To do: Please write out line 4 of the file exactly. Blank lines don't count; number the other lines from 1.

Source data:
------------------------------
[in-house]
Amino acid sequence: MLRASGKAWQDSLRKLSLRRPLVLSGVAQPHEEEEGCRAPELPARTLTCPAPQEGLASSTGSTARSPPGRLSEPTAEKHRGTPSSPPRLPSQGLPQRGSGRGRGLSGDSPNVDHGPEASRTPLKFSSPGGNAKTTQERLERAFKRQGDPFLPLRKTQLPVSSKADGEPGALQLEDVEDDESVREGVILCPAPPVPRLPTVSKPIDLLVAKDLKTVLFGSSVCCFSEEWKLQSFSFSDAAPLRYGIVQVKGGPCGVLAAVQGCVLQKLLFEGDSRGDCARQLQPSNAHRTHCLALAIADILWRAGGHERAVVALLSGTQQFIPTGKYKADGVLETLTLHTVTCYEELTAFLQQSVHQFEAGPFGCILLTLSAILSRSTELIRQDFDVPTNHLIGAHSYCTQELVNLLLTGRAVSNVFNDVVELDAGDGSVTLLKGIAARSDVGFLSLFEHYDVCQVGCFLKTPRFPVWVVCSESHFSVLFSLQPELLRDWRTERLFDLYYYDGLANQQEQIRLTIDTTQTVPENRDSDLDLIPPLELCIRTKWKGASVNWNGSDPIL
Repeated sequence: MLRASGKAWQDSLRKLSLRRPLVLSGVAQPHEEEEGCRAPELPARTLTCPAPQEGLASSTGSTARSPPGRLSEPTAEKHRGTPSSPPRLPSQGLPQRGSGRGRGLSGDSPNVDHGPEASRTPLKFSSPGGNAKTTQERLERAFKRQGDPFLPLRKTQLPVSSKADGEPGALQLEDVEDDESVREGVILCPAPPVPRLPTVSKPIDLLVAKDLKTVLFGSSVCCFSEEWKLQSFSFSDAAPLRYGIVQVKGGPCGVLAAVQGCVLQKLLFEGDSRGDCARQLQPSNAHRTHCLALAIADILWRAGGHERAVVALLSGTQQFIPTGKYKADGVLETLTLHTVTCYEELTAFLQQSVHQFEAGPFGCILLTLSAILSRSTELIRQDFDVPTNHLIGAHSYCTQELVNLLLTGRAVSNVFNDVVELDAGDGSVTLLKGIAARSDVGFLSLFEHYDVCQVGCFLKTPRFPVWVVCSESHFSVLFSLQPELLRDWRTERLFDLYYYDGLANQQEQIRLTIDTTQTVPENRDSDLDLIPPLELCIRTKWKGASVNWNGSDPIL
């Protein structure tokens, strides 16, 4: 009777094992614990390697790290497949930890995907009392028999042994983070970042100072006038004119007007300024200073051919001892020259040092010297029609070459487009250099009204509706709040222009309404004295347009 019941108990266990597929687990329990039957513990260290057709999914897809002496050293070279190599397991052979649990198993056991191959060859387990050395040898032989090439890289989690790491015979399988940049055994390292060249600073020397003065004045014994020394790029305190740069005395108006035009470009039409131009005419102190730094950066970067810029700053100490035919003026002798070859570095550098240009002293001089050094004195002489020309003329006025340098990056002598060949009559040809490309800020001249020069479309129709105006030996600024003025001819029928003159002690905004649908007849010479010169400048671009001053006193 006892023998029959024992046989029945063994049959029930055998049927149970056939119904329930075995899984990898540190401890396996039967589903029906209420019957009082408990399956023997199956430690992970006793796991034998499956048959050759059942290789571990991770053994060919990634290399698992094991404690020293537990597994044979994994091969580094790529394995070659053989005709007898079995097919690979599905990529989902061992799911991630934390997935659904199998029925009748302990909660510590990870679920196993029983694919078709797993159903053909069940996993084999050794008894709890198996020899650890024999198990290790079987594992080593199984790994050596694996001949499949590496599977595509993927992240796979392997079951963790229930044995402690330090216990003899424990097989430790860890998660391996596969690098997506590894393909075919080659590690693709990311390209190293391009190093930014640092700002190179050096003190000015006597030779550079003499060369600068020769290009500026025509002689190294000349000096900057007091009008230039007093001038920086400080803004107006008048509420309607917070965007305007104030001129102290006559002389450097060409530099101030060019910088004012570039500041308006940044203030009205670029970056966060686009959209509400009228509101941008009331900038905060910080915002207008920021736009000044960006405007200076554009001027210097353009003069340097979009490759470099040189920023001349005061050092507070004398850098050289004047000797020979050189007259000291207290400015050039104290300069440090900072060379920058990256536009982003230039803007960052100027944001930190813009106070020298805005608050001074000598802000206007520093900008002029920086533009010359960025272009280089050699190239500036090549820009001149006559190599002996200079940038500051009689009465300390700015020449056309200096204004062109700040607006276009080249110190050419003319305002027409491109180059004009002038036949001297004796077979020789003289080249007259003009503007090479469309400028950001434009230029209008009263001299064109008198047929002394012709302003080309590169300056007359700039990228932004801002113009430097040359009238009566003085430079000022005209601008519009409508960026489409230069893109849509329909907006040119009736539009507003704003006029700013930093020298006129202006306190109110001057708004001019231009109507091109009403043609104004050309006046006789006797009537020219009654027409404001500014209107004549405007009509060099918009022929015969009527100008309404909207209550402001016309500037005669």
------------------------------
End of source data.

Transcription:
């Protein structure tokens, strides 16, 4: 009777094992614990390697790290497949930890995907009392028999042994983070970042100072006038004119007007300024200073051919001892020259040092010297029609070459487009250099009204509706709040222009309404004295347009 019941108990266990597929687990329990039957513990260290057709999914897809002496050293070279190599397991052979649990198993056991191959060859387990050395040898032989090439890289989690790491015979399988940049055994390292060249600073020397003065004045014994020394790029305190740069005395108006035009470009039409131009005419102190730094950066970067810029700053100490035919003026002798070859570095550098240009002293001089050094004195002489020309003329006025340098990056002598060949009559040809490309800020001249020069479309129709105006030996600024003025001819029928003159002690905004649908007849010479010169400048671009001053006193 006892023998029959024992046989029945063994049959029930055998049927149970056939119904329930075995899984990898540190401890396996039967589903029906209420019957009082408990399956023997199956430690992970006793796991034998499956048959050759059942290789571990991770053994060919990634290399698992094991404690020293537990597994044979994994091969580094790529394995070659053989005709007898079995097919690979599905990529989902061992799911991630934390997935659904199998029925009748302990909660510590990870679920196993029983694919078709797993159903053909069940996993084999050794008894709890198996020899650890024999198990290790079987594992080593199984790994050596694996001949499949590496599977595509993927992240796979392997079951963790229930044995402690330090216990003899424990097989430790860890998660391996596969690098997506590894393909075919080659590690693709990311390209190293391009190093930014640092700002190179050096003190000015006597030779550079003499060369600068020769290009500026025509002689190294000349000096900057007091009008230039007093001038920086400080803004107006008048509420309607917070965007305007104030001129102290006559002389450097060409530099101030060019910088004012570039500041308006940044203030009205670029970056966060686009959209509400009228509101941008009331900038905060910080915002207008920021736009000044960006405007200076554009001027210097353009003069340097979009490759470099040189920023001349005061050092507070004398850098050289004047000797020979050189007259000291207290400015050039104290300069440090900072060379920058990256536009982003230039803007960052100027944001930190813009106070020298805005608050001074000598802000206007520093900008002029920086533009010359960025272009280089050699190239500036090549820009001149006559190599002996200079940038500051009689009465300390700015020449056309200096204004062109700040607006276009080249110190050419003319305002027409491109180059004009002038036949001297004796077979020789003289080249007259003009503007090479469309400028950001434009230029209008009263001299064109008198047929002394012709302003080309590169300056007359700039990228932004801002113009430097040359009238009566003085430079000022005209601008519009409508960026489409230069893109849509329909907006040119009736539009507003704003006029700013930093020298006129202006306190109110001057708004001019231009109507091109009403043609104004050309006046006789006797009537020219009654027409404001500014209107004549405007009509060099918009022929015969009527100008309404909207209550402001016309500037005669």